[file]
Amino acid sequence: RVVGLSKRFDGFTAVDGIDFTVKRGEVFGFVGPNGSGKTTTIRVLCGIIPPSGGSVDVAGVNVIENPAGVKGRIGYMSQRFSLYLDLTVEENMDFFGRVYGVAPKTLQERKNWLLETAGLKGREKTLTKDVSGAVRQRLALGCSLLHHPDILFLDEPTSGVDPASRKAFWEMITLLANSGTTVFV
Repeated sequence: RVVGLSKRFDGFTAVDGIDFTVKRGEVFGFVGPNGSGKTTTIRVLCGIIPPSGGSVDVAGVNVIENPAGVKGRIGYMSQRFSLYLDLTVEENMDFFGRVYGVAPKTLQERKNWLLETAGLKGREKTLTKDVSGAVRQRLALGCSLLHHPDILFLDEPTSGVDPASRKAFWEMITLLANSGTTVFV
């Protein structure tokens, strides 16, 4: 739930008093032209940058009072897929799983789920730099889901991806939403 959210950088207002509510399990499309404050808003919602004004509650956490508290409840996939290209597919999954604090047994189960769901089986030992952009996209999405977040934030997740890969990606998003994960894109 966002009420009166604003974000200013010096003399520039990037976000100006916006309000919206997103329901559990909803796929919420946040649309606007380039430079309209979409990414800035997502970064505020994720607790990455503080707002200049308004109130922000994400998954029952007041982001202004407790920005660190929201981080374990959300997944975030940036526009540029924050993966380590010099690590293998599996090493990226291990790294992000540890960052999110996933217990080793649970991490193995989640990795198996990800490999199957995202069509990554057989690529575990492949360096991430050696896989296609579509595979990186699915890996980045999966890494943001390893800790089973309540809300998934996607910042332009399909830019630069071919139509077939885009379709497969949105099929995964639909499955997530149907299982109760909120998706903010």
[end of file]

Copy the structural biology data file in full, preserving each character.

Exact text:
Amino acid sequence: RVVGLSKRFDGFTAVDGIDFTVKRGEVFGFVGPNGSGKTTTIRVLCGIIPPSGGSVDVAGVNVIENPAGVKGRIGYMSQRFSLYLDLTVEENMDFFGRVYGVAPKTLQERKNWLLETAGLKGREKTLTKDVSGAVRQRLALGCSLLHHPDILFLDEPTSGVDPASRKAFWEMITLLANSGTTVFV
Repeated sequence: RVVGLSKRFDGFTAVDGIDFTVKRGEVFGFVGPNGSGKTTTIRVLCGIIPPSGGSVDVAGVNVIENPAGVKGRIGYMSQRFSLYLDLTVEENMDFFGRVYGVAPKTLQERKNWLLETAGLKGREKTLTKDVSGAVRQRLALGCSLLHHPDILFLDEPTSGVDPASRKAFWEMITLLANSGTTVFV
């Protein structure tokens, strides 16, 4: 739930008093032209940058009072897929799983789920730099889901991806939403 959210950088207002509510399990499309404050808003919602004004509650956490508290409840996939290209597919999954604090047994189960769901089986030992952009996209999405977040934030997740890969990606998003994960894109 966002009420009166604003974000200013010096003399520039990037976000100006916006309000919206997103329901559990909803796929919420946040649309606007380039430079309209979409990414800035997502970064505020994720607790990455503080707002200049308004109130922000994400998954029952007041982001202004407790920005660190929201981080374990959300997944975030940036526009540029924050993966380590010099690590293998599996090493990226291990790294992000540890960052999110996933217990080793649970991490193995989640990795198996990800490999199957995202069509990554057989690529575990492949360096991430050696896989296609579509595979990186699915890996980045999966890494943001390893800790089973309540809300998934996607910042332009399909830019630069071919139509077939885009379709497969949105099929995964639909499955997530149907299982109760909120998706903010």